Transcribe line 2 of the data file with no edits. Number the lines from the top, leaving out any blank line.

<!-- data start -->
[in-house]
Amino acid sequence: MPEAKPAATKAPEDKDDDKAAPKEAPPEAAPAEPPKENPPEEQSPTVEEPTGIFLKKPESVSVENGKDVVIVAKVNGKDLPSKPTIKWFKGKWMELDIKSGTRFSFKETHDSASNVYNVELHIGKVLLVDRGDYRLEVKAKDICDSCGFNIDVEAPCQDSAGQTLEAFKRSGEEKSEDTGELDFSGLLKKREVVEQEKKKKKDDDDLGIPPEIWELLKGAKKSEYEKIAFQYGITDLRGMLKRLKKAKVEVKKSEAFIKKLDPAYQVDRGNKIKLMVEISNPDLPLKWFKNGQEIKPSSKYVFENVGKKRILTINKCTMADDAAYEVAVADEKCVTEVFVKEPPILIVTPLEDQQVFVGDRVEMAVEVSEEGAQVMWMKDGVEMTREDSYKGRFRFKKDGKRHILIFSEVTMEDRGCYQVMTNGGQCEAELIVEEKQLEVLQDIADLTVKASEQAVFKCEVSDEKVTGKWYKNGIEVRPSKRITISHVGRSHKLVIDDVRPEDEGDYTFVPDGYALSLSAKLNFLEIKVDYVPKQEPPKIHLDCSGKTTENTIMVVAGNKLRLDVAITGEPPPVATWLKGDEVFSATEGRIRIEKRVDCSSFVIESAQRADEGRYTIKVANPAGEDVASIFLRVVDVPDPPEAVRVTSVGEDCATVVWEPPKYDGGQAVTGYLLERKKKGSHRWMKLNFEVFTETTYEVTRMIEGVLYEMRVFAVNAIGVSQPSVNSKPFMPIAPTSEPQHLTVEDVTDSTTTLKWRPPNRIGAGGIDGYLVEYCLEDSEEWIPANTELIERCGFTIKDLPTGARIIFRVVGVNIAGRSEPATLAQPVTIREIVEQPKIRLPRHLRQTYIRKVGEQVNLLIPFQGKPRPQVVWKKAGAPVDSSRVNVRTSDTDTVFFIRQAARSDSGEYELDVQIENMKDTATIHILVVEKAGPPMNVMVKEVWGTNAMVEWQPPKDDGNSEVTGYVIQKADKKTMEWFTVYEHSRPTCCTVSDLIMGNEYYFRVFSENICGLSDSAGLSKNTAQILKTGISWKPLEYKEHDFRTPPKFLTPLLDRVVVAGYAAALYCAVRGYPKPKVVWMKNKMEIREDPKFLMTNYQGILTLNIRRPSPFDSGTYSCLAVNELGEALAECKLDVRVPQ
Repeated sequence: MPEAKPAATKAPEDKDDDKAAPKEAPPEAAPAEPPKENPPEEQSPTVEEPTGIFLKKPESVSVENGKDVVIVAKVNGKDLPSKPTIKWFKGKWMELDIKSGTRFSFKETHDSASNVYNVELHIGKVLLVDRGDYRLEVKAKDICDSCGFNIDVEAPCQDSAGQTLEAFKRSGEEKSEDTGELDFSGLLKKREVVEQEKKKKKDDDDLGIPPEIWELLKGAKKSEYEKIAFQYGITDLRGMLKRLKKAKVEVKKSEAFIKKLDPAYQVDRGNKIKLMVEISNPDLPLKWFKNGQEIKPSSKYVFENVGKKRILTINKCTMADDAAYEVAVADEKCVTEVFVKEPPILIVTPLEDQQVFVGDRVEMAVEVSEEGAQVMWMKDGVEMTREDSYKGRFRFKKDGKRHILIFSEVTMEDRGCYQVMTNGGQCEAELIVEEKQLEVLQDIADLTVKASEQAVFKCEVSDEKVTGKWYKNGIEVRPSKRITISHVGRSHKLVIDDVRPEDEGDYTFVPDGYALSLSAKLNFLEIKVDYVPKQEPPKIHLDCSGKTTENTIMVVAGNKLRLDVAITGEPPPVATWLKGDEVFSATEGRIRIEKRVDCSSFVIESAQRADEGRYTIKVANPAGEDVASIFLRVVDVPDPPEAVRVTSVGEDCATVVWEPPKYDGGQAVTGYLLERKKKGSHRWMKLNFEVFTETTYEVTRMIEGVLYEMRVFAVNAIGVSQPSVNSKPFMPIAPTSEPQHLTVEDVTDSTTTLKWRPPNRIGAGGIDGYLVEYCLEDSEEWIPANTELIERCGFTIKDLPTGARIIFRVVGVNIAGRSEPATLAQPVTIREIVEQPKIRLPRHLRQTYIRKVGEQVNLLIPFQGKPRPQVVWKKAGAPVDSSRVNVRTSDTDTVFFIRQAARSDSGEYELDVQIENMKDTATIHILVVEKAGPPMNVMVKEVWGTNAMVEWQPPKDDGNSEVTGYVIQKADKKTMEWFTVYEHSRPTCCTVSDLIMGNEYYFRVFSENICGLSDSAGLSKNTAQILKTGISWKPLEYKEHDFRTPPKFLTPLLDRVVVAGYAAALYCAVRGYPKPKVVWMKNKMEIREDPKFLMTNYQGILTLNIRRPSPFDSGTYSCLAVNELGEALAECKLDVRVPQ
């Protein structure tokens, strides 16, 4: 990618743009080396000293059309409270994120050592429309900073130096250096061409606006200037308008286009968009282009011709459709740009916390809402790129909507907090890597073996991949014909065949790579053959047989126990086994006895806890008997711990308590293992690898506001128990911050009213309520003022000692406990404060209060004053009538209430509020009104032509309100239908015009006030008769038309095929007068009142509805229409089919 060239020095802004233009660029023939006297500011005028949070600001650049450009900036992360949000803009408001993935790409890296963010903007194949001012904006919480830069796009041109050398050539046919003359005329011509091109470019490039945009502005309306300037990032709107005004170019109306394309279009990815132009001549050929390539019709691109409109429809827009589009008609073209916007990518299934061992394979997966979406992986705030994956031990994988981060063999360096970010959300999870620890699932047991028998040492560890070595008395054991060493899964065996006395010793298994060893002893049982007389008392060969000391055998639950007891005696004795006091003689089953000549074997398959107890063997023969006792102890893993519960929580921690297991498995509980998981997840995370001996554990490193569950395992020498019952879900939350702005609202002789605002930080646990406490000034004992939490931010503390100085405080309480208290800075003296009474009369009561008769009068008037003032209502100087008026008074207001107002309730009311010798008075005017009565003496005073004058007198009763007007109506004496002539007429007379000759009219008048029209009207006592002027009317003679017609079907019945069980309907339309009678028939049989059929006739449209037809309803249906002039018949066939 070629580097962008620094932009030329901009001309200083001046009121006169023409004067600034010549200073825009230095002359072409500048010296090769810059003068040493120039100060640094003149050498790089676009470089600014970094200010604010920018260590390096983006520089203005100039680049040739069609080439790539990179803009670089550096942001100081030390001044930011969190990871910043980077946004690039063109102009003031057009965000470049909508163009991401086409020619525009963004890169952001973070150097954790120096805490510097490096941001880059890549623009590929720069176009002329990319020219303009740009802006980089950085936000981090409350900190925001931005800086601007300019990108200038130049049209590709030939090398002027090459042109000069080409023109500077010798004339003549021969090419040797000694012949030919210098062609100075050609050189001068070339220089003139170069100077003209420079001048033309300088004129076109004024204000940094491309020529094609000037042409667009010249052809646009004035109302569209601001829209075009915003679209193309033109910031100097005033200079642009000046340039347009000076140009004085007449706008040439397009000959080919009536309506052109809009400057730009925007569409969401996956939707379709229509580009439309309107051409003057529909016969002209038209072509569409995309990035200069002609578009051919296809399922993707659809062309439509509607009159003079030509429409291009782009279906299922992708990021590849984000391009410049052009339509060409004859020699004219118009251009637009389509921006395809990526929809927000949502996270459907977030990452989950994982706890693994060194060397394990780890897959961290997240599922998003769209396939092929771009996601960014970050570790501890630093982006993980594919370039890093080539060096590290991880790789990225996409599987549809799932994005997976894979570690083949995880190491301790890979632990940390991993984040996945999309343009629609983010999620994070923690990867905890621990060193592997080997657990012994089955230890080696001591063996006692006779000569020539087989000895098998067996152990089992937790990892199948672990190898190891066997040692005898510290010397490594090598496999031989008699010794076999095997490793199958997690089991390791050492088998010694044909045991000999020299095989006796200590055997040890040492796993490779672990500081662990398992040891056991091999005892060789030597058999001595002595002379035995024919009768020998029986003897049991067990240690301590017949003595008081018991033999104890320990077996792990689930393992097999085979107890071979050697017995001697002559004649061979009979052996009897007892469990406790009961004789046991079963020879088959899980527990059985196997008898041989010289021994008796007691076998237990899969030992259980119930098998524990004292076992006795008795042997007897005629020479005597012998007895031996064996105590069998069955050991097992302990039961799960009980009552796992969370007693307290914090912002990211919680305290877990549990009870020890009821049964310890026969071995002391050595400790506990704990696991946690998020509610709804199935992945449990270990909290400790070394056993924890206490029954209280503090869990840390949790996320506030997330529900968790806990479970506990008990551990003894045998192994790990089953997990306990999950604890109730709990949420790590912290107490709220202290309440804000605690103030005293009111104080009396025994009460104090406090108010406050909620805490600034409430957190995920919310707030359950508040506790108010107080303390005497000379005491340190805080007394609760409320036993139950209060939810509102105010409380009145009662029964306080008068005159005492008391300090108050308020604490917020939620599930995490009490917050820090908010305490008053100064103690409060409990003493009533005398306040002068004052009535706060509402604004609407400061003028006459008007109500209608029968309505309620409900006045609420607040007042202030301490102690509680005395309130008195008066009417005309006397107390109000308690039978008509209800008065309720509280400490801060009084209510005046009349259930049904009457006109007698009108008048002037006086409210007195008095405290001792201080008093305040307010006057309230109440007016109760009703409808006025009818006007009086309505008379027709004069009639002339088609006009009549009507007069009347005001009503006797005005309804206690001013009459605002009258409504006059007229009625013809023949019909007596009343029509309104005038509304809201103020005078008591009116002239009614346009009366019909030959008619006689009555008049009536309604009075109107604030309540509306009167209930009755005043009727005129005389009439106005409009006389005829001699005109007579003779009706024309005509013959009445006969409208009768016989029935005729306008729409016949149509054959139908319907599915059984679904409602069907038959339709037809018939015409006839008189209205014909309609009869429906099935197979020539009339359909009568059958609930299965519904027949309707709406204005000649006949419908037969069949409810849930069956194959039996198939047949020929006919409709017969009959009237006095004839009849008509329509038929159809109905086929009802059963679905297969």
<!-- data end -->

Amino acid sequence: MPEAKPAATKAPEDKDDDKAAPKEAPPEAAPAEPPKENPPEEQSPTVEEPTGIFLKKPESVSVENGKDVVIVAKVNGKDLPSKPTIKWFKGKWMELDIKSGTRFSFKETHDSASNVYNVELHIGKVLLVDRGDYRLEVKAKDICDSCGFNIDVEAPCQDSAGQTLEAFKRSGEEKSEDTGELDFSGLLKKREVVEQEKKKKKDDDDLGIPPEIWELLKGAKKSEYEKIAFQYGITDLRGMLKRLKKAKVEVKKSEAFIKKLDPAYQVDRGNKIKLMVEISNPDLPLKWFKNGQEIKPSSKYVFENVGKKRILTINKCTMADDAAYEVAVADEKCVTEVFVKEPPILIVTPLEDQQVFVGDRVEMAVEVSEEGAQVMWMKDGVEMTREDSYKGRFRFKKDGKRHILIFSEVTMEDRGCYQVMTNGGQCEAELIVEEKQLEVLQDIADLTVKASEQAVFKCEVSDEKVTGKWYKNGIEVRPSKRITISHVGRSHKLVIDDVRPEDEGDYTFVPDGYALSLSAKLNFLEIKVDYVPKQEPPKIHLDCSGKTTENTIMVVAGNKLRLDVAITGEPPPVATWLKGDEVFSATEGRIRIEKRVDCSSFVIESAQRADEGRYTIKVANPAGEDVASIFLRVVDVPDPPEAVRVTSVGEDCATVVWEPPKYDGGQAVTGYLLERKKKGSHRWMKLNFEVFTETTYEVTRMIEGVLYEMRVFAVNAIGVSQPSVNSKPFMPIAPTSEPQHLTVEDVTDSTTTLKWRPPNRIGAGGIDGYLVEYCLEDSEEWIPANTELIERCGFTIKDLPTGARIIFRVVGVNIAGRSEPATLAQPVTIREIVEQPKIRLPRHLRQTYIRKVGEQVNLLIPFQGKPRPQVVWKKAGAPVDSSRVNVRTSDTDTVFFIRQAARSDSGEYELDVQIENMKDTATIHILVVEKAGPPMNVMVKEVWGTNAMVEWQPPKDDGNSEVTGYVIQKADKKTMEWFTVYEHSRPTCCTVSDLIMGNEYYFRVFSENICGLSDSAGLSKNTAQILKTGISWKPLEYKEHDFRTPPKFLTPLLDRVVVAGYAAALYCAVRGYPKPKVVWMKNKMEIREDPKFLMTNYQGILTLNIRRPSPFDSGTYSCLAVNELGEALAECKLDVRVPQ